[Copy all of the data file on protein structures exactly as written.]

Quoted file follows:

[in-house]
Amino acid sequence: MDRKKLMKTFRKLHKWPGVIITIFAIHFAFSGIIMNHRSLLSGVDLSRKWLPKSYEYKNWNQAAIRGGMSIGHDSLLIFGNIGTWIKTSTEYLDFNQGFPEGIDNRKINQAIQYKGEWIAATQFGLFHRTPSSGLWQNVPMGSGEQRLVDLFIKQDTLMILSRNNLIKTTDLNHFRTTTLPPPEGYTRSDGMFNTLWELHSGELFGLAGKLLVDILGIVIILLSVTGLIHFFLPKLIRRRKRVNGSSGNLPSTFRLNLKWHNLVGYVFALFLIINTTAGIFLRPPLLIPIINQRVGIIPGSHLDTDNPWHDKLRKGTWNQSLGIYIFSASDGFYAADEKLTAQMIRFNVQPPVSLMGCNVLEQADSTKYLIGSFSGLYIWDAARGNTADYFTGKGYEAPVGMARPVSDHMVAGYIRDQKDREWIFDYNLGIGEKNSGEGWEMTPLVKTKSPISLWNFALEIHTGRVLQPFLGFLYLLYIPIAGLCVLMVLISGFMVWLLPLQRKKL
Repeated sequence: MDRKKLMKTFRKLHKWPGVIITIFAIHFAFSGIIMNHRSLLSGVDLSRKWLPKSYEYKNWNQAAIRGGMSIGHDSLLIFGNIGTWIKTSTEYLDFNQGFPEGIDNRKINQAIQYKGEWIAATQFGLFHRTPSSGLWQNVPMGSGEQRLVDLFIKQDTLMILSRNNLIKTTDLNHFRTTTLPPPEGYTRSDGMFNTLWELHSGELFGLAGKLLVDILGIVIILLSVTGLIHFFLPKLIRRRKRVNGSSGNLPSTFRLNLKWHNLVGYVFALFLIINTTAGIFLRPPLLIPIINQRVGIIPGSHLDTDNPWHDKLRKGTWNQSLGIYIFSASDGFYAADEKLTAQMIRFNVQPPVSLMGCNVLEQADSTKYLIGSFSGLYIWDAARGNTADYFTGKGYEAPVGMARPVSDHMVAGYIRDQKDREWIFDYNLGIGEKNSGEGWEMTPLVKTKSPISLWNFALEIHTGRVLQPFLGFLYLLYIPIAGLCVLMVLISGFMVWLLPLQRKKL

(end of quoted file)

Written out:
[in-house]
Amino acid sequence: MDRKKLMKTFRKLHKWPGVIITIFAIHFAFSGIIMNHRSLLSGVDLSRKWLPKSYEYKNWNQAAIRGGMSIGHDSLLIFGNIGTWIKTSTEYLDFNQGFPEGIDNRKINQAIQYKGEWIAATQFGLFHRTPSSGLWQNVPMGSGEQRLVDLFIKQDTLMILSRNNLIKTTDLNHFRTTTLPPPEGYTRSDGMFNTLWELHSGELFGLAGKLLVDILGIVIILLSVTGLIHFFLPKLIRRRKRVNGSSGNLPSTFRLNLKWHNLVGYVFALFLIINTTAGIFLRPPLLIPIINQRVGIIPGSHLDTDNPWHDKLRKGTWNQSLGIYIFSASDGFYAADEKLTAQMIRFNVQPPVSLMGCNVLEQADSTKYLIGSFSGLYIWDAARGNTADYFTGKGYEAPVGMARPVSDHMVAGYIRDQKDREWIFDYNLGIGEKNSGEGWEMTPLVKTKSPISLWNFALEIHTGRVLQPFLGFLYLLYIPIAGLCVLMVLISGFMVWLLPLQRKKL
Repeated sequence: MDRKKLMKTFRKLHKWPGVIITIFAIHFAFSGIIMNHRSLLSGVDLSRKWLPKSYEYKNWNQAAIRGGMSIGHDSLLIFGNIGTWIKTSTEYLDFNQGFPEGIDNRKINQAIQYKGEWIAATQFGLFHRTPSSGLWQNVPMGSGEQRLVDLFIKQDTLMILSRNNLIKTTDLNHFRTTTLPPPEGYTRSDGMFNTLWELHSGELFGLAGKLLVDILGIVIILLSVTGLIHFFLPKLIRRRKRVNGSSGNLPSTFRLNLKWHNLVGYVFALFLIINTTAGIFLRPPLLIPIINQRVGIIPGSHLDTDNPWHDKLRKGTWNQSLGIYIFSASDGFYAADEKLTAQMIRFNVQPPVSLMGCNVLEQADSTKYLIGSFSGLYIWDAARGNTADYFTGKGYEAPVGMARPVSDHMVAGYIRDQKDREWIFDYNLGIGEKNSGEGWEMTPLVKTKSPISLWNFALEIHTGRVLQPFLGFLYLLYIPIAGLCVLMVLISGFMVWLLPLQRKKL